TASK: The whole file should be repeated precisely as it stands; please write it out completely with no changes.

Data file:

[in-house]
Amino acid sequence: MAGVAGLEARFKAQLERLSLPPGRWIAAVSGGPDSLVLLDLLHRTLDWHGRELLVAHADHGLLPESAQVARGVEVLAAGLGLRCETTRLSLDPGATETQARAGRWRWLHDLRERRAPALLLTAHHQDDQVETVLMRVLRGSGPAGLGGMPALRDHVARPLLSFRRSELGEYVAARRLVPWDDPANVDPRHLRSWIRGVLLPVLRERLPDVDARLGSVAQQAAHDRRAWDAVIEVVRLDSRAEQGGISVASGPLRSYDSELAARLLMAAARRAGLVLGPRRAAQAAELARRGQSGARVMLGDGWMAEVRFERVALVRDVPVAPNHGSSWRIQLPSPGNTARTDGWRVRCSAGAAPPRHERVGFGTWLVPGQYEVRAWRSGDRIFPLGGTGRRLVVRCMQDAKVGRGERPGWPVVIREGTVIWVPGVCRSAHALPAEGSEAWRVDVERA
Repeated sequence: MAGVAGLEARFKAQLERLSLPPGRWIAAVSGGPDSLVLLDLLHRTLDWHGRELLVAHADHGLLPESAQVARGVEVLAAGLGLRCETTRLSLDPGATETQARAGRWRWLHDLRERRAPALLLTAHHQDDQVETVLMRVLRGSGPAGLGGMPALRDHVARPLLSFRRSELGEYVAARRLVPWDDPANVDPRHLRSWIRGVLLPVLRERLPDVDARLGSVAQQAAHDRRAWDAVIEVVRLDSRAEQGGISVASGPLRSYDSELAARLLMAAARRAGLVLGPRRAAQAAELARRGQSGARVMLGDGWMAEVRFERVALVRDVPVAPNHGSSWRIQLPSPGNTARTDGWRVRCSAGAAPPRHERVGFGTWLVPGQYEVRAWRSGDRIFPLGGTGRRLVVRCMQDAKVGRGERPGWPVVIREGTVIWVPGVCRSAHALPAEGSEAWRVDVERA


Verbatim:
[in-house]
Amino acid sequence: MAGVAGLEARFKAQLERLSLPPGRWIAAVSGGPDSLVLLDLLHRTLDWHGRELLVAHADHGLLPESAQVARGVEVLAAGLGLRCETTRLSLDPGATETQARAGRWRWLHDLRERRAPALLLTAHHQDDQVETVLMRVLRGSGPAGLGGMPALRDHVARPLLSFRRSELGEYVAARRLVPWDDPANVDPRHLRSWIRGVLLPVLRERLPDVDARLGSVAQQAAHDRRAWDAVIEVVRLDSRAEQGGISVASGPLRSYDSELAARLLMAAARRAGLVLGPRRAAQAAELARRGQSGARVMLGDGWMAEVRFERVALVRDVPVAPNHGSSWRIQLPSPGNTARTDGWRVRCSAGAAPPRHERVGFGTWLVPGQYEVRAWRSGDRIFPLGGTGRRLVVRCMQDAKVGRGERPGWPVVIREGTVIWVPGVCRSAHALPAEGSEAWRVDVERA
Repeated sequence: MAGVAGLEARFKAQLERLSLPPGRWIAAVSGGPDSLVLLDLLHRTLDWHGRELLVAHADHGLLPESAQVARGVEVLAAGLGLRCETTRLSLDPGATETQARAGRWRWLHDLRERRAPALLLTAHHQDDQVETVLMRVLRGSGPAGLGGMPALRDHVARPLLSFRRSELGEYVAARRLVPWDDPANVDPRHLRSWIRGVLLPVLRERLPDVDARLGSVAQQAAHDRRAWDAVIEVVRLDSRAEQGGISVASGPLRSYDSELAARLLMAAARRAGLVLGPRRAAQAAELARRGQSGARVMLGDGWMAEVRFERVALVRDVPVAPNHGSSWRIQLPSPGNTARTDGWRVRCSAGAAPPRHERVGFGTWLVPGQYEVRAWRSGDRIFPLGGTGRRLVVRCMQDAKVGRGERPGWPVVIREGTVIWVPGVCRSAHALPAEGSEAWRVDVERA